Relationship Attachment Styles

John Bowlby and Mary Ainsworth, researchers, introduced the attachment theory to psychology in the sixties. Bowlby and Ainsworth believe that our attachment styles that we portray in our adult romantic relationships are rooted in our relationships with our parents or caretakers as infants. 

Bowlby and Ainsworth did a study with infants and adults and compared their findings. He separated infants and their caretakers for a short period of time to analyze the infant’s reactions to missing their caretaker. He found three different attachment styles: avoidant, secure and anxious. 

Nearly all of the infants acted distressed upon their caretakers leaving, but what was interesting was the infant’s behavior upon the caretakers return. Some of the infants were comforted by the mothers return; this would be an example of secure attachment. Others maintained their distress even upon their mothers return. The rest of the infants appeared to be indifferent to their mothers return.

These attachment styles of the infants are more than likely to stick with the child throughout adulthood, affecting their intimate romantic relationships similarly. For example, those children who were avoidant as infants will most likely have insecure relationships in which it is difficult for them to open themselves up in fear of rejection. They are likely to avoid commitment and intimacy in fear of rejection. Likewise, those infants who expressed secure anxious attachment styles most likely experienced some kind of parental abuse or neglect, resulting in adult anxiety and impulsiveness in their romantic relationships. In other words, anxious attachment yearns for intimacy but doubts their own worth. The secure attachment is the healthiest attachments; the child felt safe and secure with their caretaker and will most likely search for a romantic relationship that is also safe, secure, consistent and reliable.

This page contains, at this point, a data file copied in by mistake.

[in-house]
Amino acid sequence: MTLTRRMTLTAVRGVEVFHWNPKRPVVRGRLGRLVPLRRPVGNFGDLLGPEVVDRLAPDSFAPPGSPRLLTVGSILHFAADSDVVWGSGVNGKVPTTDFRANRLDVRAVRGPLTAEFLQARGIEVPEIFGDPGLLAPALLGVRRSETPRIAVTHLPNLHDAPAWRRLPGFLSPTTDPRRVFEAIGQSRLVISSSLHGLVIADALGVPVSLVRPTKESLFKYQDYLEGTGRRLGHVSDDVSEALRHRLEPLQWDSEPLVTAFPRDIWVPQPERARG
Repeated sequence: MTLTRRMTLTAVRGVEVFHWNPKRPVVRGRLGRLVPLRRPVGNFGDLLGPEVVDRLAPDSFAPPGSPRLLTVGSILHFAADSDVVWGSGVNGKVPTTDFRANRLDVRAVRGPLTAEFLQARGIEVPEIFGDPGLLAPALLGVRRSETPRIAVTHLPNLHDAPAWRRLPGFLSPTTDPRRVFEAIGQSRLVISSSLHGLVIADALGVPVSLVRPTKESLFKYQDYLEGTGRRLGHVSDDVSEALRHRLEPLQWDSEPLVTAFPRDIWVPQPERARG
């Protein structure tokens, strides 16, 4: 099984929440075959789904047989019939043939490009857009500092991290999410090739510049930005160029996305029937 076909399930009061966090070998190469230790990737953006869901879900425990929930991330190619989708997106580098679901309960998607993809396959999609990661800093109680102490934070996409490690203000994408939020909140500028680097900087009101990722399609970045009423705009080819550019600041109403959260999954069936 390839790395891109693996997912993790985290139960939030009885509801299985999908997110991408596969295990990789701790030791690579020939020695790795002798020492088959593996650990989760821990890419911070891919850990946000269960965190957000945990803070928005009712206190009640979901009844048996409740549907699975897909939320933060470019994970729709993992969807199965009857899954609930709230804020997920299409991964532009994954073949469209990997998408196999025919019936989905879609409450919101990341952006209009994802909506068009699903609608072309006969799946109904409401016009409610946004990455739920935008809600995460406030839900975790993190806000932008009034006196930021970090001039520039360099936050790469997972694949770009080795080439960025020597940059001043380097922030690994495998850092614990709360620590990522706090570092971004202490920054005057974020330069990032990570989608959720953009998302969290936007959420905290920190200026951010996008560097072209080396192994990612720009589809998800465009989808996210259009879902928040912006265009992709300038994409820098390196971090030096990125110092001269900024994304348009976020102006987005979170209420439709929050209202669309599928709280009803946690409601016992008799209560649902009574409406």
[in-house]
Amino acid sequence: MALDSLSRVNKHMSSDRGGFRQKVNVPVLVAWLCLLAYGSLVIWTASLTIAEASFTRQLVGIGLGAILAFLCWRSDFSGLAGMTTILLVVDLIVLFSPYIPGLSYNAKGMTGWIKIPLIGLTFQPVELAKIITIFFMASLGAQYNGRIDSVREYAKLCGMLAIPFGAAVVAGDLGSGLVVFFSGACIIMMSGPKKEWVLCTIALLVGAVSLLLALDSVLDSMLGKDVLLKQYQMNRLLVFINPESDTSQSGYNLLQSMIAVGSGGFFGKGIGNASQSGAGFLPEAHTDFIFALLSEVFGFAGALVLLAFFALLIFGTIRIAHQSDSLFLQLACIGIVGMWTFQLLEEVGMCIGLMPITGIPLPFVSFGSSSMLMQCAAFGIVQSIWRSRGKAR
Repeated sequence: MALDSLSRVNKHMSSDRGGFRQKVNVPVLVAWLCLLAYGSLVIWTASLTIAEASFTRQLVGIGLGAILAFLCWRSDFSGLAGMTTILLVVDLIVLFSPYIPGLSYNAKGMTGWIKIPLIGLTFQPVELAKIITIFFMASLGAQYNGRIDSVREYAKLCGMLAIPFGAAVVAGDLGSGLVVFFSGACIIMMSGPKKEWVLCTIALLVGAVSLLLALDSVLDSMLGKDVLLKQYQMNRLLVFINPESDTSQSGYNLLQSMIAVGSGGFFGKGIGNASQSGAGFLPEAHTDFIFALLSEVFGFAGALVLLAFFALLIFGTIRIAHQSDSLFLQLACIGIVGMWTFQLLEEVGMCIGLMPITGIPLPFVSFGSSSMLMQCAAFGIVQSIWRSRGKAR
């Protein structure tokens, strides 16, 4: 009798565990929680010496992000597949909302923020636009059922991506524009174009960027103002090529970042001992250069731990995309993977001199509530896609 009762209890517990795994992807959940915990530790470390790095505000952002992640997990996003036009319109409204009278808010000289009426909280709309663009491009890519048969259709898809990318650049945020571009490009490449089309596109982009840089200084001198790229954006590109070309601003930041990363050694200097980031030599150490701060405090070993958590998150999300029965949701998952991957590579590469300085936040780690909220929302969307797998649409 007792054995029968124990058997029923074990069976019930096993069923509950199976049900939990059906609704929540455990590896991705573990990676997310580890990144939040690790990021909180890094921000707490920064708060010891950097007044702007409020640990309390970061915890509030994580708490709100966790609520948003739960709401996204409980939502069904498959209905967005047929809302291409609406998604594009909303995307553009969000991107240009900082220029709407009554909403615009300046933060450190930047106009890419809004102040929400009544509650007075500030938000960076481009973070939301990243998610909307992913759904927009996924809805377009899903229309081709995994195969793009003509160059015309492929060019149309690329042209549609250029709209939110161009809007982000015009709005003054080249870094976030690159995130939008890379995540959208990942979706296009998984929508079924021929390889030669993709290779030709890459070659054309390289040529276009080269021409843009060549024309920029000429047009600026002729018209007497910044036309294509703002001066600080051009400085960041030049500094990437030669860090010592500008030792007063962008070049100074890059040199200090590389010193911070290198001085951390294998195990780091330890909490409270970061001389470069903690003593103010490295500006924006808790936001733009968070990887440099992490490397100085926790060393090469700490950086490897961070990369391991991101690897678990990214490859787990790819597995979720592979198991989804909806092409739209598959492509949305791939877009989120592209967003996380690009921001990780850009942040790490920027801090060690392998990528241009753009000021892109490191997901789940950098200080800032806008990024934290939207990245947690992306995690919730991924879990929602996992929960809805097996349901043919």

These attachment styles can teach us a lot about ourselves, our relationships, what we are searching for and why. If we can acknowledge these aspects of our romantic lives, then our relationships with ourselves and our significant other can become that much stronger and legitimate. Not only can we learn about our own attachment, but we can learn about our partners attachment and help them out as well. 

Sources: Daily Emerald